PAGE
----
We have tried spending trillions in alleged anti-poverty measures and income redistribution and mostly succeeded in cementing generational poverty. We tried forced desegregation and people just keep fleeing urban areas entirely, meaning that blacks and whites just don't seem to attend the same schools. We are drowning in diversity officers and multicultural centers and anti-racism programs and the only people who seem to benefit are those that have learned to game the system for their own advancement. We give people funds that they can use as conveniently as possible to buy food and 20% of their purchases go to pop and salty snacks with soft drinks the largest single category of spending for food stamps, at the same time that obesity and obesity related diseases like diabetes are epidemic among the poor.

It is pretty clear that half a century of fighting poverty and racism, real and imagined, in the way "progressives" have demanded has not only wasted a lot of money and not worked, it has actually made things worse. Maybe we can try something different?

  • With almost 3/4 of black births to unwed mothers, maybe we should stop subsidizing behaviors that lead to unwed motherhood and stop providing incentives to poor decision-making?
  • Instead of pouring money into four year degrees that don't provide any job skills and saddle students with tens or hundreds of thousands of dollars in debt while enriching universities, we instead focus on vocational schools? Learning a trade will move people out of poverty, sinking them in debt to get a degree in Intersectional Queer Theory won't and just makes them dumber.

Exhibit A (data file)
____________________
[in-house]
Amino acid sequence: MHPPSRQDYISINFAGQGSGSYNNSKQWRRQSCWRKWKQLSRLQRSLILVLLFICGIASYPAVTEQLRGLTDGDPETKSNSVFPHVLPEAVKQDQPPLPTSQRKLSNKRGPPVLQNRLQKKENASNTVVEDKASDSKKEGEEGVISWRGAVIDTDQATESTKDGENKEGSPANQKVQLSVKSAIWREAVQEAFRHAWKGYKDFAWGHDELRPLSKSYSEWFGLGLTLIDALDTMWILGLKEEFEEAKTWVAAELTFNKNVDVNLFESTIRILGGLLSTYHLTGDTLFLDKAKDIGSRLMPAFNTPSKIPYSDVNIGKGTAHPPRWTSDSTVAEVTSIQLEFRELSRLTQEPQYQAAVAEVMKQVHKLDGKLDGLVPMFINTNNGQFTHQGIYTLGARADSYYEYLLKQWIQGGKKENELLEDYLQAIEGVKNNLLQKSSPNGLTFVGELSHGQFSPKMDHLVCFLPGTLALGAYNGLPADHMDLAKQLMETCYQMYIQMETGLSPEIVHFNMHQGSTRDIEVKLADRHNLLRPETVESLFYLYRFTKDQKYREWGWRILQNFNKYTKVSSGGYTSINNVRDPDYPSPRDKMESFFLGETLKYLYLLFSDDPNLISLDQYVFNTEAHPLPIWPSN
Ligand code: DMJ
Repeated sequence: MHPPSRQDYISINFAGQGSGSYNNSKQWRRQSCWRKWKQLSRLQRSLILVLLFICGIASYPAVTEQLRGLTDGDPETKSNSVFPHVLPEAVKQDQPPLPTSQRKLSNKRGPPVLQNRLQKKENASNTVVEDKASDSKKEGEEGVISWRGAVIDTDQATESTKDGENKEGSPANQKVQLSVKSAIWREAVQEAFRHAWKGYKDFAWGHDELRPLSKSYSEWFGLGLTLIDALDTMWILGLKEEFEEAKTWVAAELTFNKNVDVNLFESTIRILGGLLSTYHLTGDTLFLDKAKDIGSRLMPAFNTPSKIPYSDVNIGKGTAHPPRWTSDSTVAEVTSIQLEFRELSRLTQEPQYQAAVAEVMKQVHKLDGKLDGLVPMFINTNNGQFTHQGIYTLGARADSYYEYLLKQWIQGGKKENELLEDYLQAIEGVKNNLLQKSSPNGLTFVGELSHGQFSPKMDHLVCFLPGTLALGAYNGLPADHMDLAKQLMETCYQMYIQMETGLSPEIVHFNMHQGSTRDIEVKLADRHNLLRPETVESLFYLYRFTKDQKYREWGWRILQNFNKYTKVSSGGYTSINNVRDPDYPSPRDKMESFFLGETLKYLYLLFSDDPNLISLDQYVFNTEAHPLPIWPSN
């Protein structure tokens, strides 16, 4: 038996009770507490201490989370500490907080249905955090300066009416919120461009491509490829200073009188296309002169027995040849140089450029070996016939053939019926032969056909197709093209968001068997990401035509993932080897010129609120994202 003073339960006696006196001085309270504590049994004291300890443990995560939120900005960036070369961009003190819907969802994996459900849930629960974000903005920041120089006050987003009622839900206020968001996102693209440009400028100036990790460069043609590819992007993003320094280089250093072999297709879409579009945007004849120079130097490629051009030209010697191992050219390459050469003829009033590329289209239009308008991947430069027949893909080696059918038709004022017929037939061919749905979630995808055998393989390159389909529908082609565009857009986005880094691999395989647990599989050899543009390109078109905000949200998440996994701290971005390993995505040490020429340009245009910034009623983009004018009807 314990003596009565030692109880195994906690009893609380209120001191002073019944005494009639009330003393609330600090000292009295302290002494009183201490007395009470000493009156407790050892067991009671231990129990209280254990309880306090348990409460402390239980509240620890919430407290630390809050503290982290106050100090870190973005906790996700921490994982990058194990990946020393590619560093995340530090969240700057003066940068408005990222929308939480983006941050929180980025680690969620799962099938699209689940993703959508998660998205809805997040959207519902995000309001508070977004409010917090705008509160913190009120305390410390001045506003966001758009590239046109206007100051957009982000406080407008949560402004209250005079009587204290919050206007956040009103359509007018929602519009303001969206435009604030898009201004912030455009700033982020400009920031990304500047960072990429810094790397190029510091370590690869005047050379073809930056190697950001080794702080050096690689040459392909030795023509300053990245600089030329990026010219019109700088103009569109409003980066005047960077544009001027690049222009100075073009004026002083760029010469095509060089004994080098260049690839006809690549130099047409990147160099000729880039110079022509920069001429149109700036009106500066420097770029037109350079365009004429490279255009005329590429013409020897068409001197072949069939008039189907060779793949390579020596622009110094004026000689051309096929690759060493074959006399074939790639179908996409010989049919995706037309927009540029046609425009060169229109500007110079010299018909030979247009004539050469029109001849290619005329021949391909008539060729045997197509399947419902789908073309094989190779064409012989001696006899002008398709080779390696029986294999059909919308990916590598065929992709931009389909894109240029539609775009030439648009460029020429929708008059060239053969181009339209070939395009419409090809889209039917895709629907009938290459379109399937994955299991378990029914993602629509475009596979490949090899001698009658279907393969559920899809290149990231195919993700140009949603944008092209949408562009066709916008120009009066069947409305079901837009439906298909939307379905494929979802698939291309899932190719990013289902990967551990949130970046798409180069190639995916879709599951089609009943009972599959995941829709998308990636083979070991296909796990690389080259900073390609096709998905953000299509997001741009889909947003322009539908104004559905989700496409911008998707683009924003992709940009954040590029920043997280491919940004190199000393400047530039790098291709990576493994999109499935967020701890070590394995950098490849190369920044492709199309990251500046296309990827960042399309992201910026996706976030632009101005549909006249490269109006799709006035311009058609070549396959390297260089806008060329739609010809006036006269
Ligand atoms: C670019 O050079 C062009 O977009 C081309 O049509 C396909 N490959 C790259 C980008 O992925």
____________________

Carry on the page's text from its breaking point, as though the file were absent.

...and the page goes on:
• Maybe structure food and other aid programs to reward people for transitioning from dependency to work instead of punishing them for trying to better themselves and giving them incentives for destructive behavior?
You get the idea. I don't pretend to have all of the solutions but I do know what has not worked and it is the exact sort of stuff we keep being harangued about: arbitrarily raising the minimum wage, more bureaucratic oversight over every aspect of our lives, spending even more money on an education system that already consumes an enormous amount of money and is giving us a worse result from year to year. The very people who clamor the loudest about these issues are also the ones who are the most dug in when it comes to opposing new ideas. Just look at the response to President Trump suggesting replacing a part of the EBT/food stamps benefit with prepackaged nutritional foods. You would have thought he was suggesting we force feed poor kids drain cleaner.

After half a century of trying it the "progressive" way, it is time to admit that it didn't work and give some actual new ideas a chance. Doing the same thing we have been doing is guaranteed to do one thing, give us more of the same and this country can't afford that any longer.


Jim Swindle said...

Very good thoughts. Many college and university courses are useless or worse than useless. I say that as someone who has both a Bachelor's and a Master's. The funniest course title I've seen was a continuing education course about 25 years ago, "Manhole Covers as an Art Form." However, I'll confess that since reading that course title, I've paid more attention to manhole covers.

Arthur Sido said...

Jim, I can say quite honestly I learned more useful stuff in my Vocational Agriculture classes in high school than I did in four years of undergrad work.